The full mechanics of The Game have not yet been revealed, but its generative word-art mint critiques the notion of 3,3—a reference to cooperation between two parties being beneficial. In this case, people advocating 3,3 on friend.tech have made deals in which each buys and holds the other’s keys. These agreements have largely persisted over weeks—but The Game hints at a way out for people wanting to “defect” or break the 3,3 agreement.
The Game uses art to carry its message—from silhouettes of famous folks in crypto to mysterious figures and characters. “We create our art to highlight and draw attention to the underlying incentives of the blockchain space and to challenge those/give people different perspectives. The mysterious nature of the project and deeply personal nature of the art tends to make people take note and want to explore both the project more and how it pertains to themselves when they are the ones pictured in the art,” says The Game’s anonymous creators.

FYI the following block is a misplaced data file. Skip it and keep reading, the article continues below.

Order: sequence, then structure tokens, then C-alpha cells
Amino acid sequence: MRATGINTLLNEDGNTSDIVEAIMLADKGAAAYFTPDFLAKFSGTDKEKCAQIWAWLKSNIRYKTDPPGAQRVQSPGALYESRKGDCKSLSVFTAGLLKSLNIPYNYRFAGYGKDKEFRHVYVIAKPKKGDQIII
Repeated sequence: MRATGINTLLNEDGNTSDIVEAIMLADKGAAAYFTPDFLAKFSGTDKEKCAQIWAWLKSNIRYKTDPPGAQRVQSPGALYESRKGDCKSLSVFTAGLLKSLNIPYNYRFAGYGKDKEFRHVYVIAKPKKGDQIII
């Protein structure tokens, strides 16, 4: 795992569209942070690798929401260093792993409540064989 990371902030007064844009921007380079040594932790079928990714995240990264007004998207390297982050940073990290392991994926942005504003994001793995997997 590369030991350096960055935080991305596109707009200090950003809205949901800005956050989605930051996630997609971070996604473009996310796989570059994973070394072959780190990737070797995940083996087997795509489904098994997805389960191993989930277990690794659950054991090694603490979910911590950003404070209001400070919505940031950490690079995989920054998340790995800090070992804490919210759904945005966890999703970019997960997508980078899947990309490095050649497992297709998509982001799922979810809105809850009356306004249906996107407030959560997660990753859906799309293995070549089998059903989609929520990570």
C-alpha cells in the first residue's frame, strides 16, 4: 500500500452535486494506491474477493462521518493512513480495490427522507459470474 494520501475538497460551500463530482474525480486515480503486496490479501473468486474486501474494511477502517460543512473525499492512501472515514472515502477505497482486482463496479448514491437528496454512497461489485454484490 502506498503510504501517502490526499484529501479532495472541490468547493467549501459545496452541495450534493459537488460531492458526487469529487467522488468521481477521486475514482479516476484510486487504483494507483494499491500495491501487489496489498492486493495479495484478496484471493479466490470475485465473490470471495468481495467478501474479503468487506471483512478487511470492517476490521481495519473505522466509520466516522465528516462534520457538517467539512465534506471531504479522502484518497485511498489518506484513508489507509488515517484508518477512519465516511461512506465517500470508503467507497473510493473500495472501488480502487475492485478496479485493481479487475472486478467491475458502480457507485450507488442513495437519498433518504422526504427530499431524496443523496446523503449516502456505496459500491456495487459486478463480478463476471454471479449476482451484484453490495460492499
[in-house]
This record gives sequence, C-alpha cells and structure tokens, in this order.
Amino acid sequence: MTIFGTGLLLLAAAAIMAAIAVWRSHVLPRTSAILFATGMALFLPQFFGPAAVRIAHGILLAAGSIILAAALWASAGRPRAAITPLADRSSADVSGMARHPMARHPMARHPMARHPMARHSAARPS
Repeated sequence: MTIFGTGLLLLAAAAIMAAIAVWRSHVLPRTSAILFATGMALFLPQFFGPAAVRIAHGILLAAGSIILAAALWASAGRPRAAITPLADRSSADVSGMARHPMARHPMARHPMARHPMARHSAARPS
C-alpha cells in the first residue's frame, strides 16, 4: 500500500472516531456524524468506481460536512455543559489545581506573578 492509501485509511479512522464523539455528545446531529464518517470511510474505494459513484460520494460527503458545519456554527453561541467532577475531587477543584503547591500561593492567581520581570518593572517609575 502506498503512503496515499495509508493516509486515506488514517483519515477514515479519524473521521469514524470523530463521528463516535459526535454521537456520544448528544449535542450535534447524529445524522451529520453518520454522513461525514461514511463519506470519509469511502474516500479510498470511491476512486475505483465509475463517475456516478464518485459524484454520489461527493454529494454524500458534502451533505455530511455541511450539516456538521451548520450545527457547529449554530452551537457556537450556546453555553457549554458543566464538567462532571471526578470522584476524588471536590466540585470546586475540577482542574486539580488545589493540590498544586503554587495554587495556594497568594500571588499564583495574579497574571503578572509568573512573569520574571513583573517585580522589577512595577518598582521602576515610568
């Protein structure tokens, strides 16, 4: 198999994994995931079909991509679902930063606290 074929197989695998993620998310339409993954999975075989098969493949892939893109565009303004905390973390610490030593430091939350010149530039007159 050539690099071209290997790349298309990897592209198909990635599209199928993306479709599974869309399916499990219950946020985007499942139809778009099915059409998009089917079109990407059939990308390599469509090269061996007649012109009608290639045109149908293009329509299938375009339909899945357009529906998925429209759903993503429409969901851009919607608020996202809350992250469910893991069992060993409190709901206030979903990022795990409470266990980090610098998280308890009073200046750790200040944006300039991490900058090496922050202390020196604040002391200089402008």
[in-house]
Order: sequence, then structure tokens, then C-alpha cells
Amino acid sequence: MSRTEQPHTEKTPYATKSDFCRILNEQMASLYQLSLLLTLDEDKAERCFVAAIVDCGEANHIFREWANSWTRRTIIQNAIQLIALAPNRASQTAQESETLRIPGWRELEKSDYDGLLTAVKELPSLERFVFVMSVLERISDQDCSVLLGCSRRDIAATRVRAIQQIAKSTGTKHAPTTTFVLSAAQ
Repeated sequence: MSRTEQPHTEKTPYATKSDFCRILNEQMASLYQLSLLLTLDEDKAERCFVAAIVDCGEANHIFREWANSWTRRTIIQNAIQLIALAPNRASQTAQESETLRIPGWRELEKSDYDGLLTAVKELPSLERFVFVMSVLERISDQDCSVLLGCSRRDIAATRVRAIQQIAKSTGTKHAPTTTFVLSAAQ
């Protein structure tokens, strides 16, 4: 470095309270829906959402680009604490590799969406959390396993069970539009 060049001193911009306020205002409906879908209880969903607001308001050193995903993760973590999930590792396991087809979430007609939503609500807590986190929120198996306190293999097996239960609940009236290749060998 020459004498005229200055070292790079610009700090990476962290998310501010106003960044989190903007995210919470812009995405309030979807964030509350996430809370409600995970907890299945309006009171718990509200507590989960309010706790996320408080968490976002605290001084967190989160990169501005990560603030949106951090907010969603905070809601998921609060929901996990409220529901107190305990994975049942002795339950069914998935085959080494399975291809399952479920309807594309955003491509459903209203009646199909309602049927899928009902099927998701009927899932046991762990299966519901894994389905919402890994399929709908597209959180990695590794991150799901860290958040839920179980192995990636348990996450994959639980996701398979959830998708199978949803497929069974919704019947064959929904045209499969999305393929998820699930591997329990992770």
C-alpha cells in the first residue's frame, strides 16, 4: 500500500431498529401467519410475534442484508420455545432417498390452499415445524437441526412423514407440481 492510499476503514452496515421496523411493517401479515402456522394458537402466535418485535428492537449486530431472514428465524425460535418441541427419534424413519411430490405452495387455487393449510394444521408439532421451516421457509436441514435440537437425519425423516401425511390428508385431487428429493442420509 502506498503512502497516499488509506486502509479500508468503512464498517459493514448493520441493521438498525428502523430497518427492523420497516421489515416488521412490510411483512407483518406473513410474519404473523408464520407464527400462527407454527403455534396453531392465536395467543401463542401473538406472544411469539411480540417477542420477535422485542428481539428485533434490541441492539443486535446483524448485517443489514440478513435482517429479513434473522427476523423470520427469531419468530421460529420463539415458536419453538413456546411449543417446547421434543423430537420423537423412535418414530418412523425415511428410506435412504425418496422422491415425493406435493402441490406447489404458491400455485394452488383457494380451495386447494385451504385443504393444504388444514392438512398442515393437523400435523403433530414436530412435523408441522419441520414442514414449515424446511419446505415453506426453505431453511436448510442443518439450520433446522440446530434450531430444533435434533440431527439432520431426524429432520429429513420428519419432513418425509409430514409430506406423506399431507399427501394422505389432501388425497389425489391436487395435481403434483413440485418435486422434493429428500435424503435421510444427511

RedrumXArt’s artworks all have two things in common: the color red and unsettling, often grotesque subject matter. The best way to get his distinctive pieces is from Friend.tech—Redrum runs weekly “RED Fridays” giveaways for his key holders and works hard to cultivate relationships with creators and collectors on the app (including Spvce, also featured here). “On Friend.tech you can go and rely on a smaller circle of people who you know for a fact are interested in what you have to offer; you also get to cultivate, in a more ‘personal’ way, Friendships and connections,” he says.